Farewell !-Yet, for the love I bear my sweet Bianca, We could at once put us in readiness, if I can by any means light on a fit man, to teach her
Lu And take a lodging, fit to entertain
that wherein she delights, I will wish him to her father. But Such friends, as time in Padua shall beget,
Hor. So will I, signior Gremio. But a word, I pray, To But stay awhile : what company is this? Though the nature of our quarrel yet never brook'd
T Tra. Master, some show, to welcome us to town. parle, know now, upon advice, it toucheth us both, —
LE Enter BAPTISTA, CATHARINA, Blanca, Gremio and Hor- that we may yet again have access to our fair mistress
; T. TENSIO. Lucentlo and Tranio stand aside. and be happy rivals in Bianca's love, – to labour and
Bot Bap. Gentlemen, importune me no further! effect one thing 'specially.
LE For how I firmly am resolv'd you know; Gre. What's that, I pray?
TF That is,-not to bestow my youngest daughter, Hor. Marry, sir, to get a husband for her sister. Before I have a husband for the elder. Gre. A husband! a devil,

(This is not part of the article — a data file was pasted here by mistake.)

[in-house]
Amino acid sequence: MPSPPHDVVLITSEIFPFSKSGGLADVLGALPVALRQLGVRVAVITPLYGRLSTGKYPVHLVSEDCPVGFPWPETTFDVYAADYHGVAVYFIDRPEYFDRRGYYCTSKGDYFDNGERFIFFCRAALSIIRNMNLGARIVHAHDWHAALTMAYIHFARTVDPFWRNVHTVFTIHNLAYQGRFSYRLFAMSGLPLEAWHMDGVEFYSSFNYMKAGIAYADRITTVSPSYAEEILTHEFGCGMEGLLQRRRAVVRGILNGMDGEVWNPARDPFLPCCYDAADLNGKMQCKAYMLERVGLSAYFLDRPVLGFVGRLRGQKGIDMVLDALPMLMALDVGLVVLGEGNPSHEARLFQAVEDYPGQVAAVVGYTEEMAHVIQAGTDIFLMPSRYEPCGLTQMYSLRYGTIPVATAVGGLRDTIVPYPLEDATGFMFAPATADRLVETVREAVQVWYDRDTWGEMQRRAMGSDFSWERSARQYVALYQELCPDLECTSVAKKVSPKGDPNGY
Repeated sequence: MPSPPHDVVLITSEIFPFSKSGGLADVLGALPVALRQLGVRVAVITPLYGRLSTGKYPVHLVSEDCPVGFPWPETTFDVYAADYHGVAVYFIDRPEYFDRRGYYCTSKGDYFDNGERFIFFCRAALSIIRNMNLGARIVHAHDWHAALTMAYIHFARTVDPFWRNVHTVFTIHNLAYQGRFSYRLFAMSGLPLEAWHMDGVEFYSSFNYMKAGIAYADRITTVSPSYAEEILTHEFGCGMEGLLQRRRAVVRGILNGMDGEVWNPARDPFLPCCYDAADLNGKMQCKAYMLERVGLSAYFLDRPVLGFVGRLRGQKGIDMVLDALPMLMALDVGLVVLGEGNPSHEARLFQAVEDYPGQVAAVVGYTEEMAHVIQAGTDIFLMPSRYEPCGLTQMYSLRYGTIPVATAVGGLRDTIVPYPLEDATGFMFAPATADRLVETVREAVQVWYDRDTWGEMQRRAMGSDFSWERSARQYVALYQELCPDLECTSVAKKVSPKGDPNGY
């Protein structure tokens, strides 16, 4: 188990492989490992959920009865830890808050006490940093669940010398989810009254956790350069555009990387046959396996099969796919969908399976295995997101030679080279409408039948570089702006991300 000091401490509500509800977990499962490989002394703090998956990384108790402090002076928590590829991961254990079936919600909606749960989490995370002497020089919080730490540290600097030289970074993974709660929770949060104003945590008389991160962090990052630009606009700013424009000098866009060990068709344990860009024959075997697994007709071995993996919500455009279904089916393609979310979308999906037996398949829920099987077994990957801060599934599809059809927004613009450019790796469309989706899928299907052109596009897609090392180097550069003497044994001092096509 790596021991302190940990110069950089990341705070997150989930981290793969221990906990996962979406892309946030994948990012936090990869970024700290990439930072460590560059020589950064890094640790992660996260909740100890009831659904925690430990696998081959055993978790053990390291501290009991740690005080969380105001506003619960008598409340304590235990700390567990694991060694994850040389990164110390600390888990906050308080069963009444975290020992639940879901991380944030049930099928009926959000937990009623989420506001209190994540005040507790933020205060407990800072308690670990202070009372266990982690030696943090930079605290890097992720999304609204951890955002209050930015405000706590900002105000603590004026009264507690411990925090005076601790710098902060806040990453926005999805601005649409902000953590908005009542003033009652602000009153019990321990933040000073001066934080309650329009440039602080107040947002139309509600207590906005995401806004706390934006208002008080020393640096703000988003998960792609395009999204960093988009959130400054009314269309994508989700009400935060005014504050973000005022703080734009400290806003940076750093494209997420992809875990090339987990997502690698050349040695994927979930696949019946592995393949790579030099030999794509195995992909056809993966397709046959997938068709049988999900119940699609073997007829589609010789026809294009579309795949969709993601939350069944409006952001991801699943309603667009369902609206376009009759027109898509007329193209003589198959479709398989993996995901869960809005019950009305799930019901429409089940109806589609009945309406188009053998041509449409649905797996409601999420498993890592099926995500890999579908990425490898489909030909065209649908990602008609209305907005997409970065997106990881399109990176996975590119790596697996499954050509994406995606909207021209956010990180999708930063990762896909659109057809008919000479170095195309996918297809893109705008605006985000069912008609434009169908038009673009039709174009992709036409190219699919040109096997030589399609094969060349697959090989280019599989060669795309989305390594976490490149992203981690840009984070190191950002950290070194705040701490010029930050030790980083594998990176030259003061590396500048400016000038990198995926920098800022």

TIE If either of you both love Catharina,
Hor. I say, a husband, Because I know you well, and love you well,
Gre. I say, a devil. Think'st thon, Hortensio, though Leave shall you have to court her at your pleasure. her father be very rich, any man is so very a fool to be Gre. To cart her rather: She's too rough for me;
married to hell? There, there, Hortensio, will you any wife? Hor. Tush, Gremio, thonghit pass your patience, and Cath. I pray you, sir, (To Bap.] is it your will mine, to endure her loud alarums, why, man, there To make a stále of me amongst these mates ? be good fellows in the world, an a man could light on Hor. Mates, maid ! how mean you that? no mates for them,would take her with all faults,and money enough. you,
Gre. I cannot tell; but I had as lief take her dowry Unless you were of gentler, milder mould.
with this condition, — to be whipped at the high cross Cath. I'faith, sir, you shall never need to fear;
every morning. I wis, it is not half way to her heart :